$=2\int e^t \cdot t\,dt \;\;\;\;\;\;\;\;\;\;\;\;\;\;\;\;\;\;\;\;\;\;\;\;\;\;\;\;\;\;\;\;\;\;\;\;\;\;\;\;\;\;\;\;\;\;\;\;\;\;\;\;\;\;\;\;\;\;\;\;\;\;\;\;\;\; ...(2)$

Now, you have to integrate a product of two functions, so you need the formula for integration by parts.

$\int u\,dv=uv - \int v\,du$

Here, $u$ and $v$ should be assumed by following the order of ILATE (Inverse trigonometric, Logarithmic, Algebraic, Trigonometric and Exponential) from left to right.

For example : If you have a product of two terms, say $x \cdot sec^2 x \,dx,$ then according to the order of ILATE, algebraic term $(x)$ comes before the trigonometric term $(sec^2 x).$

Therefore, you should consider the algebraic term $(x)$ as $u$ and the trigonometric term $(sec^2 x\,dx)$ as $dv$.

Now, going back to the original product i.e., $e^t \cdot t\,dt$, we find that $t$ is an algebraic term which comes before the exponential term, $e^t.$

So, let $u=t$ and $dv= e^t\,dt$

Now, you need the values of $v$ and $du$ for the formula.

$\int u\,dv=uv–\int v \,du$

Therefore, differentiate $u=t$ and integrate $dv=e^t\,dt$

$du=dt$ and $v=e^t$

Put all these values in the formula –

$\int e^t \cdot t \,dt=t \cdot e^t – \int e^t\,dt$

$=t \cdot e^t – e^t$

Now, from equation (2)

$\int e^\sqrt{x}\,dx = 2 \int e^t \cdot t \,dt$

$=2 (t \cdot e^t – e^t )+c$

Take $e^t$ out of the parenthesis

$=2 e^t (t–1)+c$

Put the value of $t$ to get the answer in terms of $x.$

So, $\int e^\sqrt{x}\,dx = 2 e^\sqrt{x} (\sqrt{x}–1)+c$

Here, $c$ is the constant.

This, is the integral of $\int e^\sqrt{x} \,dx.$ enter image description here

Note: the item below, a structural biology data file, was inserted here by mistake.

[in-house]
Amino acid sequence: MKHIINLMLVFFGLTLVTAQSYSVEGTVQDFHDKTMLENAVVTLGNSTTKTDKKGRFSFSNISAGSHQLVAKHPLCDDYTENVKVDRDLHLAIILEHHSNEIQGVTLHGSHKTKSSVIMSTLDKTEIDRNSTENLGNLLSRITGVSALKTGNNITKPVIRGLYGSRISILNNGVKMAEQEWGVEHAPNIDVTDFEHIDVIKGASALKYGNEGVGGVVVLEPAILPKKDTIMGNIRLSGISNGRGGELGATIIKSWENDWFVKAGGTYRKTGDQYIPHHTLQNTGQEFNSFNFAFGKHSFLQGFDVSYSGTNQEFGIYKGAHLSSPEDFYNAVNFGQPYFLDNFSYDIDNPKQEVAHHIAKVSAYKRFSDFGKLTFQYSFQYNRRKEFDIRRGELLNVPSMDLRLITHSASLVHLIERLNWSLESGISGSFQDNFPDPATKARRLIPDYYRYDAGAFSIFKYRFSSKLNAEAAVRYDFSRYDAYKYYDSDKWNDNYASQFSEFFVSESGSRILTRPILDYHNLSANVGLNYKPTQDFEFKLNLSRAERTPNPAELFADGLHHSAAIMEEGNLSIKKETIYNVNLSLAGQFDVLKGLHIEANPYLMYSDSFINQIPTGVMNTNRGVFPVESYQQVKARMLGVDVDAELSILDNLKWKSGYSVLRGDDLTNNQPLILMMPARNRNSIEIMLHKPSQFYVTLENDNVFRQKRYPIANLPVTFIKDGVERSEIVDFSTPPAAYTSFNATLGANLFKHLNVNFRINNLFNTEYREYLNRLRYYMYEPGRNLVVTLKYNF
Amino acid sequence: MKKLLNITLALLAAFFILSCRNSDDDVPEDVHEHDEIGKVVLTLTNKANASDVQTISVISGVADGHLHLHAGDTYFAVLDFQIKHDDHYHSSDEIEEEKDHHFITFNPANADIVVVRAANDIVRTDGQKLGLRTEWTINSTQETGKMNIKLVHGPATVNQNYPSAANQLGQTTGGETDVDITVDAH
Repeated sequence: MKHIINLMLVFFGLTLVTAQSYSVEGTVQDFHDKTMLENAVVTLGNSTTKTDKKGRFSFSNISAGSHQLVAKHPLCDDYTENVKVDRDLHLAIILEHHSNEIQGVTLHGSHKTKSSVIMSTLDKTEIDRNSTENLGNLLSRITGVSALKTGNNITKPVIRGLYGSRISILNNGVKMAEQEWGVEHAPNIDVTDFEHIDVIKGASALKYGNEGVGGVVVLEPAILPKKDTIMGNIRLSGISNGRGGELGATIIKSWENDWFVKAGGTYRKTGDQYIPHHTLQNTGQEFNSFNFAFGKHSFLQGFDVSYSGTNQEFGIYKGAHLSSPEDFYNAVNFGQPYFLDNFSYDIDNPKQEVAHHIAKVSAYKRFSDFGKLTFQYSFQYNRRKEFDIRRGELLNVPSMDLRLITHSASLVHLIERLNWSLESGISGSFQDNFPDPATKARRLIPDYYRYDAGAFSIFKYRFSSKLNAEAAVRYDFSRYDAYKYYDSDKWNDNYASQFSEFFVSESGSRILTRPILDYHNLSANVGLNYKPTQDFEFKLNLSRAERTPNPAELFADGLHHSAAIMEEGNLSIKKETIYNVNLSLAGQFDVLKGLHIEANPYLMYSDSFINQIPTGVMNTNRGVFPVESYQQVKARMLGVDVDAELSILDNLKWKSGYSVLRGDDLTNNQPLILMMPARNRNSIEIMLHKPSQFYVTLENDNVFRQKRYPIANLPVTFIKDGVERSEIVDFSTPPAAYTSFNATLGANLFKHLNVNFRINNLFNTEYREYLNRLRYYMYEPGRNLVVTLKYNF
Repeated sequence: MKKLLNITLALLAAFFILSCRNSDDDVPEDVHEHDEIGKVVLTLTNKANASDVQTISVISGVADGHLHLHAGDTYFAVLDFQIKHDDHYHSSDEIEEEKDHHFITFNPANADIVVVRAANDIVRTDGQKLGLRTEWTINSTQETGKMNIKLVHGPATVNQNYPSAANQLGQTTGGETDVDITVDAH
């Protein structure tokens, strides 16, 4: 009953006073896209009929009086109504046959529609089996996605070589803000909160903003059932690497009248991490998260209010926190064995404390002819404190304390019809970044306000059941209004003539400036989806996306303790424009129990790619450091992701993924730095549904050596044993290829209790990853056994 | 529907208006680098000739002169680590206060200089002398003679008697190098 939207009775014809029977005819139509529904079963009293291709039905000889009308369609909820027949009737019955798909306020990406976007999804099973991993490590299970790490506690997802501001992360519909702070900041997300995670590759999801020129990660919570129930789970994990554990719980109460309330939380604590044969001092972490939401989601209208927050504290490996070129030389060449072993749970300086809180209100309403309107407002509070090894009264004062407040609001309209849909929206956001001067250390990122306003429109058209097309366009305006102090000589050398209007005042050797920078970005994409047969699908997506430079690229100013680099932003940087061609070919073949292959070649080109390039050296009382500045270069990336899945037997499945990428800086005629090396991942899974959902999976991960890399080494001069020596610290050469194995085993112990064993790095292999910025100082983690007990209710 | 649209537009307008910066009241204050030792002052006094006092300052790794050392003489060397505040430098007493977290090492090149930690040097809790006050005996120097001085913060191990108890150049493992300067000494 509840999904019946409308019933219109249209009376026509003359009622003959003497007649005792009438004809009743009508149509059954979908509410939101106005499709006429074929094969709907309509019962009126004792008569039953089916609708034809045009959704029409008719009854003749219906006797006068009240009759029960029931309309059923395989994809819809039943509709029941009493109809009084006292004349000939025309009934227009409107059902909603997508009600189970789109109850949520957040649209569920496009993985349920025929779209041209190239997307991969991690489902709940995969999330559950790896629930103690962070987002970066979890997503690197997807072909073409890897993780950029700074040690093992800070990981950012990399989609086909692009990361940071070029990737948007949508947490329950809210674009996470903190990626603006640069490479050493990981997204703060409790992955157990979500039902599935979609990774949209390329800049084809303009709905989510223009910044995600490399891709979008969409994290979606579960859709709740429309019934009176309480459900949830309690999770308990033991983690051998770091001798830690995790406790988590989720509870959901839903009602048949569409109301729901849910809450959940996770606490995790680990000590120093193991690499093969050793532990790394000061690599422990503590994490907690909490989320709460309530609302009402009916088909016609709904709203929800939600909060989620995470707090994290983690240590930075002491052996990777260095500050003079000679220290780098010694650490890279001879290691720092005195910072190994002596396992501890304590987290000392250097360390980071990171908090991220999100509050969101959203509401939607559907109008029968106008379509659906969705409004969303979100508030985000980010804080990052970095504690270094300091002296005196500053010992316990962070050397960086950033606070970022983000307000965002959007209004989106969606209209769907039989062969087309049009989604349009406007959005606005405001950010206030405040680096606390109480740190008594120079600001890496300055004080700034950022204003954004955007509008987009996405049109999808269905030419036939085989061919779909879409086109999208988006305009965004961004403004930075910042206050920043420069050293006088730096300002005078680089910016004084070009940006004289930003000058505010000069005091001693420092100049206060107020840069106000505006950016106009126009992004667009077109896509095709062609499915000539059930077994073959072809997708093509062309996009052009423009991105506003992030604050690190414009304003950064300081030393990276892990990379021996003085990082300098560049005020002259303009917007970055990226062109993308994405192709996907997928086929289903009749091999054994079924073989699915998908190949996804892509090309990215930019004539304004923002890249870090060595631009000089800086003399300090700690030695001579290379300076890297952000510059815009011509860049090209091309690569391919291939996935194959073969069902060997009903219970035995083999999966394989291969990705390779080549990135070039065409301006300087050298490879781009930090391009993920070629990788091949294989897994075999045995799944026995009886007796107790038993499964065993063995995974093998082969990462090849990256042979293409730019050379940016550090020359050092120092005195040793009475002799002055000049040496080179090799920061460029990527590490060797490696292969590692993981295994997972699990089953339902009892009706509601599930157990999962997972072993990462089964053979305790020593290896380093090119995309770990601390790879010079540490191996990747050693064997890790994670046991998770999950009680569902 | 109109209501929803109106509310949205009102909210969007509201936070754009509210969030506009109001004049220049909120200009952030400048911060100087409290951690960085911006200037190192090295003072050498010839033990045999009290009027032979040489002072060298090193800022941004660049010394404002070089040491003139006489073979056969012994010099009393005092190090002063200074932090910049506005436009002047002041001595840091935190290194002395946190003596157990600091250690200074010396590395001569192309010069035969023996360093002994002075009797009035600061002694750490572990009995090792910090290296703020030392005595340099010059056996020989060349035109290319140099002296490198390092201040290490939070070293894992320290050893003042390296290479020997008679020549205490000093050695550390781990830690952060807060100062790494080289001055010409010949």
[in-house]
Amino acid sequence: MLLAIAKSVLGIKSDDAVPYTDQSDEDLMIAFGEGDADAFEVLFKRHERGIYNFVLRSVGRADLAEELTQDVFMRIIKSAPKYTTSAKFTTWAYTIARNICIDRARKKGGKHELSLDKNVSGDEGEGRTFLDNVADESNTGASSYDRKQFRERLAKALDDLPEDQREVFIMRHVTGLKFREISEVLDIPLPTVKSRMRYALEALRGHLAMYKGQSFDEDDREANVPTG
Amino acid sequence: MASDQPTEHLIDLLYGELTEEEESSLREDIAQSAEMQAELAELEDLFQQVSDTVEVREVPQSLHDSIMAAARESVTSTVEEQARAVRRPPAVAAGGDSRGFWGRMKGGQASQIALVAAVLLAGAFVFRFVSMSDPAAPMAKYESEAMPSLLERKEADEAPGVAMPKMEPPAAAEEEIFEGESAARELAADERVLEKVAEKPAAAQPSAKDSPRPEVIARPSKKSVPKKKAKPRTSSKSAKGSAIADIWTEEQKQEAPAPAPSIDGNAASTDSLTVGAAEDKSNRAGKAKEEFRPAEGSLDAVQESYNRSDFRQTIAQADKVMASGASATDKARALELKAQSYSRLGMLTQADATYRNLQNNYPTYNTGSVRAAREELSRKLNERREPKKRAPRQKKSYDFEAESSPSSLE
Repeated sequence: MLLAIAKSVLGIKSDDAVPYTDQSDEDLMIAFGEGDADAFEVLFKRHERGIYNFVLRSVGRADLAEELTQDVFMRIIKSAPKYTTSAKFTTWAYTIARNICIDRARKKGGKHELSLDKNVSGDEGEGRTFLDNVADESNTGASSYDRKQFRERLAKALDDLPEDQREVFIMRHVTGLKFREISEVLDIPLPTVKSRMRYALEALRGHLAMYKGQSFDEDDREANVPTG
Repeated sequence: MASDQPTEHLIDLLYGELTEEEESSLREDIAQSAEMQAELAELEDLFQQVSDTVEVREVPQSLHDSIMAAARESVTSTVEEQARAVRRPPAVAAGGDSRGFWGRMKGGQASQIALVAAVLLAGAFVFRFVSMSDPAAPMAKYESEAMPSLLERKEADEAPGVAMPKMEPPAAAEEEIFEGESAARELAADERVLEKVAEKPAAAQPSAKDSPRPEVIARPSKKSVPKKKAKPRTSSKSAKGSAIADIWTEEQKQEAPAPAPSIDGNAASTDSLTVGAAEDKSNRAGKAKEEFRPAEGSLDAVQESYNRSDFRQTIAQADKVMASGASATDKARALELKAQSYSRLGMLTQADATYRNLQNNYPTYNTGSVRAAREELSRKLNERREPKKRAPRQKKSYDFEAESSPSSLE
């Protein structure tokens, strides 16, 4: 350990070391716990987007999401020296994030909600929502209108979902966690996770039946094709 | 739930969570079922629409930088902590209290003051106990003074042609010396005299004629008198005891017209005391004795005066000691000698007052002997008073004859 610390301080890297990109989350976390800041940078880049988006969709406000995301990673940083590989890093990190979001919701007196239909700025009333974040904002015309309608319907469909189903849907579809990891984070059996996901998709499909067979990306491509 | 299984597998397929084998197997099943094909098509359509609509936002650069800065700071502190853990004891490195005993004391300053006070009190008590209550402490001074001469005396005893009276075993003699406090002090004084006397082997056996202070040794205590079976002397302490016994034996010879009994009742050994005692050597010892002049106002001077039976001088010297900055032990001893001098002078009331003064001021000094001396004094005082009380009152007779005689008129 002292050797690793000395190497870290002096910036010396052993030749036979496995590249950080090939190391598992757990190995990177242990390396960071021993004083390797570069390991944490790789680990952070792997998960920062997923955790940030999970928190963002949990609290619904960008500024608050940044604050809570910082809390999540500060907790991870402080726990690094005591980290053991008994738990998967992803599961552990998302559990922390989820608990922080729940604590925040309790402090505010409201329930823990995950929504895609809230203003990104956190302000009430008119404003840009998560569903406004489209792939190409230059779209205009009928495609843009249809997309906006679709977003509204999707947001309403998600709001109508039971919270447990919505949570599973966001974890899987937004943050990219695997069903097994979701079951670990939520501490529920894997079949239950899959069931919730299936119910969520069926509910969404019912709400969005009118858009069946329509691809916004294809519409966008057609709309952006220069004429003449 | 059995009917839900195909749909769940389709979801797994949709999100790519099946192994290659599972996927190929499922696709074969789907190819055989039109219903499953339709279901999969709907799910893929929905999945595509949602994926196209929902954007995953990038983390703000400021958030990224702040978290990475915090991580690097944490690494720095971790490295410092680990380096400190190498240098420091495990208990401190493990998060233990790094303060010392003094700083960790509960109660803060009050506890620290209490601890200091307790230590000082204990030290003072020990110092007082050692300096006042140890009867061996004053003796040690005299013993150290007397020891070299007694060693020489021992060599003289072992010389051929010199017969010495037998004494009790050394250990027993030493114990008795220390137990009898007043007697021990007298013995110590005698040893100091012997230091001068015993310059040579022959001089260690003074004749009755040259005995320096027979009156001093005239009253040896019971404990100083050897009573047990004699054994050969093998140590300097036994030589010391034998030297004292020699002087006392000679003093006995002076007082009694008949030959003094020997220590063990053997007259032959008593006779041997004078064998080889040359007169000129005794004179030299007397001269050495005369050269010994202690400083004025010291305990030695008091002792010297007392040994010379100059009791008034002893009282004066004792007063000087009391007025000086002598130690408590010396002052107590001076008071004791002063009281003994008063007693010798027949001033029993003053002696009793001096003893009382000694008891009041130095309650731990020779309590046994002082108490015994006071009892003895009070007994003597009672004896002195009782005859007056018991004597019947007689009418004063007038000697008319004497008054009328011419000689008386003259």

You can also integrate different types of functions using substitution method, which otherwise can’t be integrated by normal methods.

Let’s integrate $cos^3 x$ to understand the substitution rule better.

$\int cos^3 x\,dx$

$cos^3 x$ can not be integrated directly. So, we need to factorize it as :

$\int cos^2 x \cdot cos x\,dx$

Now, if we substitute $u=cos x$

then on differentiation, we get :

$du=–sin x\,dx$

But, we don’t have $–sin x$ in both of the factors .

i.e., $cos^2 x, cos x$

So, we can’t substitute $u=cos x$

For substitution, we should have both the functions, $sin x$ and $cos x$

$\because\, sin^2 x + cos^2 x = 1$

Subtracting $sin^2 x$ from both the sides

$\Rightarrow sin^2 x + cos^2 x – sin^2 x = 1 – sin^2 x$

$\Rightarrow sin^2 x – sin^2 x + cos^2 x = 1 – sin^2 x$

$cos^2x = 1 – sin^2 x$

So, we can replace $cos^2 x$ by $1 – sin^2 x$

Then $\int cos^2 x \cdot cos x\,dx$ becomes, $\int (1–sin^2 x) \cdot cos x\, dx$

Now, we can substitute $u=sin x$

Thus, $\int (1–sin^2 x)\cdot cos x \,dx$ becomes,

$\int (1–u^2) cos x \,dx$

Differentiate $u=sin x$

$du =cos x \,dx$

So, $\int (1–u^2) cos x \,dx$

$= \int (1–u^2) du$

Now, it is easy to integrate

$=\int 1 \cdot du – \int u^2 \,du$

$=u –\frac{u^{2+1}}{2+1} +c$

$=u –\frac{u^3}{3} +c$

put the value of $u $

Then, $\int cos^3 x \,dx = sin x – \frac{sin^3 x}{3} +c$


$\int cos^3 x \,dx = sin x(1 – \frac{sin^2 x}{3}) +c $